Once upon a time, I took trip to do some ministry work in an economically challenged developing world country. While there I met another man on mission named Brian Winzenried. Brian shared that he made regular visits to the land where I was visiting and the focus of his ministry was discipling life application of fundamental Biblical principles. The materials he used were organized and developed several years ago by Crown Financial Ministries to help Christians around the world free themselves from financial slavery. The curriculum included modules emphasizing topics like honesty, integrity, and stewardship: areas that have application in a believer’s walk much more broadly than just the handling of money.
Brian relayed an experience he had undergone only a few months before. He told of visiting three separate congregations in the span of just a couple of weeks. With each congregation he made clear that even as a foreign visitor he had only come to provide training and would be making no donations to the local church or their leadership. Actually, he would share his testimony with the congregation at no cost, but he had been trained to receive a small fee (50¢) for each person for each day of his three-day course. This was usually received with some skepticism, since he was coming from an economically influential country, but would be charging several coins for the lessons he gave.
The first Church that he visited was a home-grown Christian ministry with little or no international support. They built their own worship facilities and supported their own mission. As with all the congregations that he visited, he offered to provide some after-session training with DVD support. The congregation would only need to provide the electrical generator and fuel to run his projector and player. The students responded and scraped together the funds needed for a gallon of fuel and procured a generator.
The second Church he visited had their church building built by others and they built their own parsonage and classrooms. When offered the DVD lessons, they could come up with the fuel, but begged that he provide the generator. He would not relent, so they did not get the extra training.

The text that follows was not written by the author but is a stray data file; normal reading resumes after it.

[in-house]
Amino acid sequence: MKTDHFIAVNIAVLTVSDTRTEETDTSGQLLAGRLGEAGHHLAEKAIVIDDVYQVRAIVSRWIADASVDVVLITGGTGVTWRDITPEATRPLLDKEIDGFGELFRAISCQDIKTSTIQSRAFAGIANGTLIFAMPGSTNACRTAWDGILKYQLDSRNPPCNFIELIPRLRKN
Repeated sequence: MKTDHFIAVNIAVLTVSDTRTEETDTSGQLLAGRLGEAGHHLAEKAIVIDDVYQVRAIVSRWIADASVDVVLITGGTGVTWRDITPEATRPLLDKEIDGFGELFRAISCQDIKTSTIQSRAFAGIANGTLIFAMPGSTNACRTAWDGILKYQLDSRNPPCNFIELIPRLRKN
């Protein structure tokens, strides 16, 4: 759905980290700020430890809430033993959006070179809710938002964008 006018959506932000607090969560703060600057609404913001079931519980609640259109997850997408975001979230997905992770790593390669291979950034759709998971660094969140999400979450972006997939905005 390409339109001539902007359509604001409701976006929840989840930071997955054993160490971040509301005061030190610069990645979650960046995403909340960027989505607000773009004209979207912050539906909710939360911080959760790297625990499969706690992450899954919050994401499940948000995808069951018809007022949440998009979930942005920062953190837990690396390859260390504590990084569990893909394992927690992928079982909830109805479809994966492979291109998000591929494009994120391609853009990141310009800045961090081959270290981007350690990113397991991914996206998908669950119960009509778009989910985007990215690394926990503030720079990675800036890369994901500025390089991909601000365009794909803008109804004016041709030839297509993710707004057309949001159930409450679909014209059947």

The third Church was completely funded by external support. The facilities were all provided and even their mission work was subsidized by foreign contributors. When told they would need to arrange for the fuel and generator, the offer was politely declined. His perception of their shallow spiritual state was emphasized by the leaders of the third Church also charging him $3.00 in order for him to sleep on the concrete roof of their worship hall the last night as their idea of hospitality.
Not only did this narrative act as a warning to me of the dangers of facilitating an unhealthy ministry environment, but it also served as a reminder that we each can expect our own faith to deepen in relationship to how much we invest in what we say we believe. As we consider these Churches, we have to evaluate which Church best reflects our attitudes towards the Body of Christ. Am I in the 80% that gathers to receive a blessing or in the 20% that comes to be a blessing?
Ultimately, I need to consider not “what is the easiest way for me?” but, “what does the greatest good for those to whom we are ministering?” This includes developing world churches, our local church, even our family members. The whole account is just another
reminder that none of us should be approaching our relationships, our ministries, our education, our work — our life — like it is about us.
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Clinton R. Brown – Executive Director, SDB Missions